The incumbent does have vulnerabilities. Security forces have yet to get a handle on violence against Copts or an active Islamic State presence in Sinai, where seven government troops were killed in the latest operation against militants that started Feb. 9. Nationalists continue to question the el-Sissi government’s April 2016 decision to cede two barren but strategically placed islands at the mouth of the Gulf of Aqaba to Saudi Arabia, reportedly in exchange for Saudi financial and security support.

More than a dozen domestic and international groups, including Human Rights Watch and the International Commission of Jurists, have slammed the government’s repression ahead of the vote.

Secretary of State Rex W. Tillerson, on a visit to Cairo this month, said Washington would like a fair and democratic process. “We have always advocated for free and fair elections, transparent elections, not just for Egypt but in any country,” Mr. Tillerson said.

Targeting demographics

Despite the absence of real competition, the re-election campaign is out in full force for the president. Egyptian movie stars and soccer players are appearing in videos to drum up support for Mr. el-Sissi, while old-fashioned ward politics — including union-backed turnout drives and financial incentives for signing endorsements of the president — are backing the president, as are appeals directed at specific demographic groups.

Like Coptic Christians and civil servants, women are being organized to turn out for Mr. el-Sissi’s re-election, and many say they are enthusiastic about it.

“It’s enough that I can walk down the street and feel safe — previously we could not,” said Ayda Hassan, a 39-year-old administrator at the Al-Massala Preparatory Girls School in northern Cairo, who praised the government’s stepped-up campaign against sexual harassment on Egyptian streets, a major issue for women.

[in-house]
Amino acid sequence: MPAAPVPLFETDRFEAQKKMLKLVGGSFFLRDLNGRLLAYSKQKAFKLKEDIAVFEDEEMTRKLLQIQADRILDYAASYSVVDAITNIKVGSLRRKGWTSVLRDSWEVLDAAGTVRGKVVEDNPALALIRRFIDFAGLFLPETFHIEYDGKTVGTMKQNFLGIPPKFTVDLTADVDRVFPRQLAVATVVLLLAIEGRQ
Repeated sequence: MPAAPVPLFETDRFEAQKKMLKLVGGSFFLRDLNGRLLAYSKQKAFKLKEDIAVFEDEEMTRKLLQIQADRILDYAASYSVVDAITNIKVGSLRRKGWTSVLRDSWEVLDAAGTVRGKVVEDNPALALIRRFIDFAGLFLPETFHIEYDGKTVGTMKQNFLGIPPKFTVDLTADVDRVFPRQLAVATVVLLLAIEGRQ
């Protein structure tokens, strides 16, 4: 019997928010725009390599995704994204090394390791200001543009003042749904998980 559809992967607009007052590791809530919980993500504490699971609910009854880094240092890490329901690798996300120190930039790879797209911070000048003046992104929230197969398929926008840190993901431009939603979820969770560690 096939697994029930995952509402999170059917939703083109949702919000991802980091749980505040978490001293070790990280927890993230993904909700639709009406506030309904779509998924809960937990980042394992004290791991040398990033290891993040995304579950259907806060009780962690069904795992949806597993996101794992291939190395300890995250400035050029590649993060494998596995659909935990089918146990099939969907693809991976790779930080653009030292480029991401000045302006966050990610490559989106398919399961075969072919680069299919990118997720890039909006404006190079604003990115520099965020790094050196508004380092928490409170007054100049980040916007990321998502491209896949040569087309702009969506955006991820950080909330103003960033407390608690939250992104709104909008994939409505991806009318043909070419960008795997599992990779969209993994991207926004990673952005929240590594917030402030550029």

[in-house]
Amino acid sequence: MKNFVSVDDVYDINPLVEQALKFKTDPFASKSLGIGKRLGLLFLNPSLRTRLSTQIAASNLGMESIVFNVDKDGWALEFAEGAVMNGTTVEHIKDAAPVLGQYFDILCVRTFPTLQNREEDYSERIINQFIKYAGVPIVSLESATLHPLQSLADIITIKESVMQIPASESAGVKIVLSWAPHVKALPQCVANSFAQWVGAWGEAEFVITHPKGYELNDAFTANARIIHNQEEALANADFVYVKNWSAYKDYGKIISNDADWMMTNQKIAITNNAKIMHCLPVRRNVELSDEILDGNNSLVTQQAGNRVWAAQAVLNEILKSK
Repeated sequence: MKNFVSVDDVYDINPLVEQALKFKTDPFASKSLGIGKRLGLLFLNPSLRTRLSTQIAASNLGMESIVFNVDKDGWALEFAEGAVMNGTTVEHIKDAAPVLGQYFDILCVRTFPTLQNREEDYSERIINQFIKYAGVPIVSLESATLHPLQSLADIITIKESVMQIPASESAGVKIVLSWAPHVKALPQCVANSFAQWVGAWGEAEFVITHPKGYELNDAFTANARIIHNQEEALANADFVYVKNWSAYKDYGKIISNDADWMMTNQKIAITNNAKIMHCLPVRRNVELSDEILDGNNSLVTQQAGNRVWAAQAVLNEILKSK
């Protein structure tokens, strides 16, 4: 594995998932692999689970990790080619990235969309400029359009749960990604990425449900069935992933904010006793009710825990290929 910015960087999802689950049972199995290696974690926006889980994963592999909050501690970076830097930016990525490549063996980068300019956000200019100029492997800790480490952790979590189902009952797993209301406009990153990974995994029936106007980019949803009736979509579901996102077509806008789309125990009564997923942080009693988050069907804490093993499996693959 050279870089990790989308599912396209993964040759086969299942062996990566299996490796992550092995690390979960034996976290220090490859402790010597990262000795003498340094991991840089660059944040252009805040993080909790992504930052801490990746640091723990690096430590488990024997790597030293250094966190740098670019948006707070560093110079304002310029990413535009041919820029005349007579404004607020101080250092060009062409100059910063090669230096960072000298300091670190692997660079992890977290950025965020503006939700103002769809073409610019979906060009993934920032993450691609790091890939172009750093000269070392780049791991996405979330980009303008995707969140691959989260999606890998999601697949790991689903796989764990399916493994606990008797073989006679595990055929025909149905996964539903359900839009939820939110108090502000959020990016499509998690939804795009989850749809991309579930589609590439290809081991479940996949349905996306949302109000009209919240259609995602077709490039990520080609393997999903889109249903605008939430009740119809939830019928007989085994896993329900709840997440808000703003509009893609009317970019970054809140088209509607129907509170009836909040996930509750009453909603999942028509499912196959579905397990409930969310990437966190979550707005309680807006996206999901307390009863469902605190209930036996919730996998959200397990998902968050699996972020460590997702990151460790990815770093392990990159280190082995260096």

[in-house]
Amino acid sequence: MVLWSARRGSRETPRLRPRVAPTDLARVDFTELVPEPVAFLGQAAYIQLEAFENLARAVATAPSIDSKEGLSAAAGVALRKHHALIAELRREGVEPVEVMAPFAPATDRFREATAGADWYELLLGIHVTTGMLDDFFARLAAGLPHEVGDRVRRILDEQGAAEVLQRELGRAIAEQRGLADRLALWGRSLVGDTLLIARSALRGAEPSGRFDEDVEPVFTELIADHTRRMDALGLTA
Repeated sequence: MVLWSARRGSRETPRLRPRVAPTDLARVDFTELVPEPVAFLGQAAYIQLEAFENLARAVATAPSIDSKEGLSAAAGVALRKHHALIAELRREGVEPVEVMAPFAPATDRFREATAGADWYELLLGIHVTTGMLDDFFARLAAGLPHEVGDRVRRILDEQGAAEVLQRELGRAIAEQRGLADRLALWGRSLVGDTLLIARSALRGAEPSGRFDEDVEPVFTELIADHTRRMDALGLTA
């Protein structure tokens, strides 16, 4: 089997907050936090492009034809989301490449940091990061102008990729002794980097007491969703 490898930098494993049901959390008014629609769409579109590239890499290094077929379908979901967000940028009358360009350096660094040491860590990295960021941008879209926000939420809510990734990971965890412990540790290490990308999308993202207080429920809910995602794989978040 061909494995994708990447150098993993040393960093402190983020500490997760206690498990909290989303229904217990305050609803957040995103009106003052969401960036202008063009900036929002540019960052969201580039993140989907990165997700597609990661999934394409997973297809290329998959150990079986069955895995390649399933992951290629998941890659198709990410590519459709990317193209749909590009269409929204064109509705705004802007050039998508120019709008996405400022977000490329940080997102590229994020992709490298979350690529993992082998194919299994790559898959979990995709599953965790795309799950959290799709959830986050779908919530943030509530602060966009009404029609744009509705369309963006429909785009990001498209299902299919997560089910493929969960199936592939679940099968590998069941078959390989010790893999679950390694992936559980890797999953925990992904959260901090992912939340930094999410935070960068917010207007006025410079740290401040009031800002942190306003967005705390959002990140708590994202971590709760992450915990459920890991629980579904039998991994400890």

“When we look at the countries around us, we will say, ‘Praise be to God. We are much better off than them,’” the administrator said.

Four days before the formal announcement of his candidacy, Mr. el-Sissi moved to add two women to his 33-member Cabinet, bringing the percentage of female ministers to just over 18 percent — slightly edging out the proportion in neighboring Israel, which stands at four out of 23, or 17 percent.

“The participation rate of Egyptian women in the upcoming election will be unprecedented,” predicted Manal Al-Absi, president of the Arab Academy for Leadership Development, a Cairo nonprofit that provides executive skills training. “And they support the president for providing real solutions that get done by the promised deadlines.”

The president’s supporters often praise Mr. el-Sissi as they compare what they view as Egypt’s relative stability with the carnage caused by wars and terrorism in Syria, Iraq and neighboring Libya.

Mr. el-Sissi’s campaign knows that with just one obscure contender, he needs to meet or exceed 47 percent of the 54 million voter turnout of the 2014 ballot that brought him to the presidency to validate the claim that he retains the nation’s loyalty.

Just to make sure, there is a Plan B. In the poorer parts of Egypt’s countryside, a provision that fines citizens 500 Egyptian pounds — about $28 — for failing to show up at polling stations is as likely to drive turnout as passion for the candidates.

“El-Sissi is doing an awesome job on security, but because of the higher prices now for crop fertilizer, I’m not so happy about my money situation,” said Ramsis Al Ouny, a farmer in the rural Sohag governorate, about 300 miles south of Cairo. “I’m going to vote for the winner, el-Sissi, and at the same time make sure to avoid that 500-pound fee for not showing up.”